Beyond Oppenheimer: Early Cold War Background Sources

This comprehensive article references dozens of books, articles, and documentaries on the early Cold War, including the arrest, trial and execution of Julius and Ethel Rosenberg. What was the role of Ethel’s brother, David Greenglass in these pivotal events? And what about the role of Theodore (Ted) Hall and the Venona transcripts of decoded espionage messages to the Soviets?

With the notoriety and interest spurred on by the movie Oppenheimer, America’s Untold Stories has tackled the story of David Greenglass, brother of Ethel Rosenberg, who along with her husband Julius, were convicted of spying for the Soviet Union, including providing top-secret information about American radar, sonar, jet propulsion engines, and nuclear weapon designs.

According to a 2001 book by his former handler Alexander Feklisov, Rosenberg was originally recruited to spy for the interior ministry of the Soviet Union, NKVD, on Labor Day 1942 by a former spymaster, Semyon Semyonov.

Both Julius and Ethel were members of the Communist Party of the United States of America (CPUSA).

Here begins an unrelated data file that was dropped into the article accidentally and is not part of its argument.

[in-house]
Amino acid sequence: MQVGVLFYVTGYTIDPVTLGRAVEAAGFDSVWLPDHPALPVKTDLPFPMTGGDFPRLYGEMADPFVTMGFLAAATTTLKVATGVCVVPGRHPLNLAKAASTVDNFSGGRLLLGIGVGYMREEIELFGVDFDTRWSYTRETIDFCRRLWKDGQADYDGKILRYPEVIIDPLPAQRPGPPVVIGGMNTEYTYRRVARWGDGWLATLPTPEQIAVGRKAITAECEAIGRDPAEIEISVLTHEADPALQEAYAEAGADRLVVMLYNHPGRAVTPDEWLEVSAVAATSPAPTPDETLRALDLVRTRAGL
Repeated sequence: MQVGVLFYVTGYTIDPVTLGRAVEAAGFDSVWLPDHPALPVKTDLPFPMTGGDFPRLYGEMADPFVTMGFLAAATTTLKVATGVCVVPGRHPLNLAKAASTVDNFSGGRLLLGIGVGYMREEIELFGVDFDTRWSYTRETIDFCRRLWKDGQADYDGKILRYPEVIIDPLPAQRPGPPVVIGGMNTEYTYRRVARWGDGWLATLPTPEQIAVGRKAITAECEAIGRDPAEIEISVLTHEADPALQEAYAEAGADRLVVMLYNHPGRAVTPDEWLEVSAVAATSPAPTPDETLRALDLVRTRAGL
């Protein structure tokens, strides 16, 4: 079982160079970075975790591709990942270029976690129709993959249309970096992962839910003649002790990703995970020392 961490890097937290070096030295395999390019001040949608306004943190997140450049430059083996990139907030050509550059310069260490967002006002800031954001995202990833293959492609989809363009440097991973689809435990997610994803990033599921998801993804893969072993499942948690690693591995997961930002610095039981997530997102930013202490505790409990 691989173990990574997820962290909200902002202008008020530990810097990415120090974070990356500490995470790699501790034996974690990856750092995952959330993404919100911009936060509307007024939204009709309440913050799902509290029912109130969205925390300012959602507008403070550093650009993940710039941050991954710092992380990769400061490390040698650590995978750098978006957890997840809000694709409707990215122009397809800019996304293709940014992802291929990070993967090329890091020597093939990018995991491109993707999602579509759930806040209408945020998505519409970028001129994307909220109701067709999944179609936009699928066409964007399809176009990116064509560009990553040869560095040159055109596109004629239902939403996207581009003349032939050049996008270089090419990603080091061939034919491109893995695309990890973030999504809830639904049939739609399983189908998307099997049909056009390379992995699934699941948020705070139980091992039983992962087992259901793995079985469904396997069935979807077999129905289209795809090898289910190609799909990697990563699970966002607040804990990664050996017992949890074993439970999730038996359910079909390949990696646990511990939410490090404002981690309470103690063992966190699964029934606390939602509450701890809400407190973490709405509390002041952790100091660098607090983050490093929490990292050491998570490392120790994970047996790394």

Convicted of espionage in 1951, they were executed by the federal government of the United States in 1953 at Sing Sing Correctional Facility in Ossining, New York, becoming the first American civilians to be executed for such charges and the first to be executed during peacetime.

In January 1950, the U.S. discovered that Klaus Fuchs, a German refugee theoretical physicist working for the British mission in the Manhattan Project, had given key documents to the Soviets throughout the war. Fuchs identified his courier as American Harry Gold, who was arrested on May 23, 1950.

On June 15, 1950, David Greenglass was arrested by the FBI for espionage and soon confessed to having passed secret information on to the USSR through Gold. He also claimed that his sister Ethel’s husband Julius Rosenberg had convinced David’s wife Ruth to recruit him while visiting him in Albuquerque, New Mexico, in 1944. He said Julius had passed secrets and thus linked him to the Soviet contact agent Anatoli Yakovlev. This connection would be necessary as evidence if there was to be a conviction for espionage of the Rosenbergs. On July 17, 1950, Julius Rosenberg was arrested on suspicion of espionage based on David Greenglass’s confession. On August 11, 1950, Ethel Rosenberg was arrested after testifying before a grand jury.

But there is much more to the story.


9:00 am on April 13, 2024